Lisbon reforms will make EU more effective and democratic
OPINION:Guarantees to Ireland on critical issues strengthen case for a Yes vote in referendum, writes DAVID BYRNE
THE LISBON Treaty has been a long time in the making. Its fate now rests with the Irish electorate on October 2nd.
When I joined the European Commission in 1999, 10 years ago, there were only 15 members states of the European Union. Two enlargements have taken place since then, adding 12 new member states. Reform of the governance of the EU was clearly necessary.
A proposed constitutional treaty proved unacceptable and following resumed negotiations a modified treaty emerged. The Lisbon Treaty differs from the constitutional treaty in that it is a series of amendments to the existing EU treaties rather than a constitution for Europe. Essentially, Lisbon is designed to make the EU more effective, democratic and influential on the international stage.
One of the key issues on October 2nd is the extent to which this year’s package differs from the one rejected last year. This hinges on an assessment of the guarantees and assurances secured by the Government in June. There are those who dismiss them as irrelevant, but I see them as making a significant difference because they alter the terms and conditions of the Lisbon Treaty as applied to Ireland.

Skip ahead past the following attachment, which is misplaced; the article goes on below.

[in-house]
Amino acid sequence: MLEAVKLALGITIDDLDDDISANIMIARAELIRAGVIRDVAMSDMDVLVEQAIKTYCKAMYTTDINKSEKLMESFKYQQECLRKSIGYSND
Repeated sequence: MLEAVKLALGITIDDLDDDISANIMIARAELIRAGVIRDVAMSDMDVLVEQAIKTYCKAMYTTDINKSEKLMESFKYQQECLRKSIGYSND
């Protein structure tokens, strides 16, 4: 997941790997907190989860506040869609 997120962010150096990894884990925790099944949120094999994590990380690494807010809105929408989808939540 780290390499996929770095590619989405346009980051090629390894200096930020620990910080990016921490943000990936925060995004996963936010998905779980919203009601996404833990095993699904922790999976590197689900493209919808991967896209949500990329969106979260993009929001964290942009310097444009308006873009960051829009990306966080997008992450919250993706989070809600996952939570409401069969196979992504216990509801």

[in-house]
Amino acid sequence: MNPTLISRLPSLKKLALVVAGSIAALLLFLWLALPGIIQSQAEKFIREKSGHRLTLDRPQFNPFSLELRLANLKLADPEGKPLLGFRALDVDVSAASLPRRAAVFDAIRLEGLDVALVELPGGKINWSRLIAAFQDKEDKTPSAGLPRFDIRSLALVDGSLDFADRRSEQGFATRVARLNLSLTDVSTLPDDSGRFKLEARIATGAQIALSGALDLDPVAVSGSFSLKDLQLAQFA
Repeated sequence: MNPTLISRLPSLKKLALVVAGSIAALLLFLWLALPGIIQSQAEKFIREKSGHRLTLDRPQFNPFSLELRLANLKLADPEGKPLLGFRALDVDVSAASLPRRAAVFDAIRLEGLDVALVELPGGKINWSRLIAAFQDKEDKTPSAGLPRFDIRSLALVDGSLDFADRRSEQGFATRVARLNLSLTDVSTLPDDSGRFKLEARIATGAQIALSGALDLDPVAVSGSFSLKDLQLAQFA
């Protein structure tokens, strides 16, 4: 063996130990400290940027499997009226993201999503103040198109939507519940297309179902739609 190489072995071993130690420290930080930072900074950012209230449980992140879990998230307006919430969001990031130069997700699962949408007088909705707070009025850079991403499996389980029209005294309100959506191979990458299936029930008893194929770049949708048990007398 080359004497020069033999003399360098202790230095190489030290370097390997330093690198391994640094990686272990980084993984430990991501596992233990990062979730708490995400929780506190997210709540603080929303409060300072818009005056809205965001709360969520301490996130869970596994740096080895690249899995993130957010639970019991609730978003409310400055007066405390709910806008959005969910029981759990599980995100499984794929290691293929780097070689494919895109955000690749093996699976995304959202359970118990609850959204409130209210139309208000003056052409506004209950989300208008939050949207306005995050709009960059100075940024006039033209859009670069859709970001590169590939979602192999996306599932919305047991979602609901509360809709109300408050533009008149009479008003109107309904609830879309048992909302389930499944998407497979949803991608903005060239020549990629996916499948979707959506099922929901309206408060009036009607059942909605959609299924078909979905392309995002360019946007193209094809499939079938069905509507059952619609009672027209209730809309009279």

Two important adjustments have been made since last year. First, the European Council has agreed that, if Lisbon is ratified, they will ensure each EU country will continue to have the right to nominate a European commissioner. This commitment, which cannot be fulfilled without the ratification of Lisbon, is of indefinite duration and cannot be changed without Ireland’s express agreement.